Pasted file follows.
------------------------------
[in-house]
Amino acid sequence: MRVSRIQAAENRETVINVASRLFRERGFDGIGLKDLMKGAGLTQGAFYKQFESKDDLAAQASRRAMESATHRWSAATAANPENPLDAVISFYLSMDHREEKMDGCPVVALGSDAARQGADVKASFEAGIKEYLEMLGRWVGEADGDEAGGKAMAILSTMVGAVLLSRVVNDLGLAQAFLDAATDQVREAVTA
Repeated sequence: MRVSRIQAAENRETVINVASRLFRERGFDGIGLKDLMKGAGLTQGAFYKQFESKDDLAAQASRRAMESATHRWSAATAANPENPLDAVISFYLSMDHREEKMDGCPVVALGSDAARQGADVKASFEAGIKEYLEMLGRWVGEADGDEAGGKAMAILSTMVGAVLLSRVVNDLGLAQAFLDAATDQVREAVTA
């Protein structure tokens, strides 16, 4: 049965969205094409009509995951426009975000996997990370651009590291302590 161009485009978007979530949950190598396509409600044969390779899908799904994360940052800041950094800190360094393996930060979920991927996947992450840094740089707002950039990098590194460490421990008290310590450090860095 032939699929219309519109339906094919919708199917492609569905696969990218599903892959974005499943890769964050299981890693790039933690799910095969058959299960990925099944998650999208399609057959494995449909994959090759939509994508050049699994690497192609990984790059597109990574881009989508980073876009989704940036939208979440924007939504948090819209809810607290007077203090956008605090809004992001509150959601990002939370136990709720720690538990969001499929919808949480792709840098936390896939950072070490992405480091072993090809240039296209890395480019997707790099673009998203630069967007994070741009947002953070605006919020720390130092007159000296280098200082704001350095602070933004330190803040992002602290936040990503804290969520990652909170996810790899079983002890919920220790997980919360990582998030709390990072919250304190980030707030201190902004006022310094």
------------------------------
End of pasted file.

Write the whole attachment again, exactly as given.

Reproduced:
[in-house]
Amino acid sequence: MRVSRIQAAENRETVINVASRLFRERGFDGIGLKDLMKGAGLTQGAFYKQFESKDDLAAQASRRAMESATHRWSAATAANPENPLDAVISFYLSMDHREEKMDGCPVVALGSDAARQGADVKASFEAGIKEYLEMLGRWVGEADGDEAGGKAMAILSTMVGAVLLSRVVNDLGLAQAFLDAATDQVREAVTA
Repeated sequence: MRVSRIQAAENRETVINVASRLFRERGFDGIGLKDLMKGAGLTQGAFYKQFESKDDLAAQASRRAMESATHRWSAATAANPENPLDAVISFYLSMDHREEKMDGCPVVALGSDAARQGADVKASFEAGIKEYLEMLGRWVGEADGDEAGGKAMAILSTMVGAVLLSRVVNDLGLAQAFLDAATDQVREAVTA
């Protein structure tokens, strides 16, 4: 049965969205094409009509995951426009975000996997990370651009590291302590 161009485009978007979530949950190598396509409600044969390779899908799904994360940052800041950094800190360094393996930060979920991927996947992450840094740089707002950039990098590194460490421990008290310590450090860095 032939699929219309519109339906094919919708199917492609569905696969990218599903892959974005499943890769964050299981890693790039933690799910095969058959299960990925099944998650999208399609057959494995449909994959090759939509994508050049699994690497192609990984790059597109990574881009989508980073876009989704940036939208979440924007939504948090819209809810607290007077203090956008605090809004992001509150959601990002939370136990709720720690538990969001499929919808949480792709840098936390896939950072070490992405480091072993090809240039296209890395480019997707790099673009998203630069967007994070741009947002953070605006919020720390130092007159000296280098200082704001350095602070933004330190803040992002602290936040990503804290969520990652909170996810790899079983002890919920220790997980919360990582998030709390990072919250304190980030707030201190902004006022310094």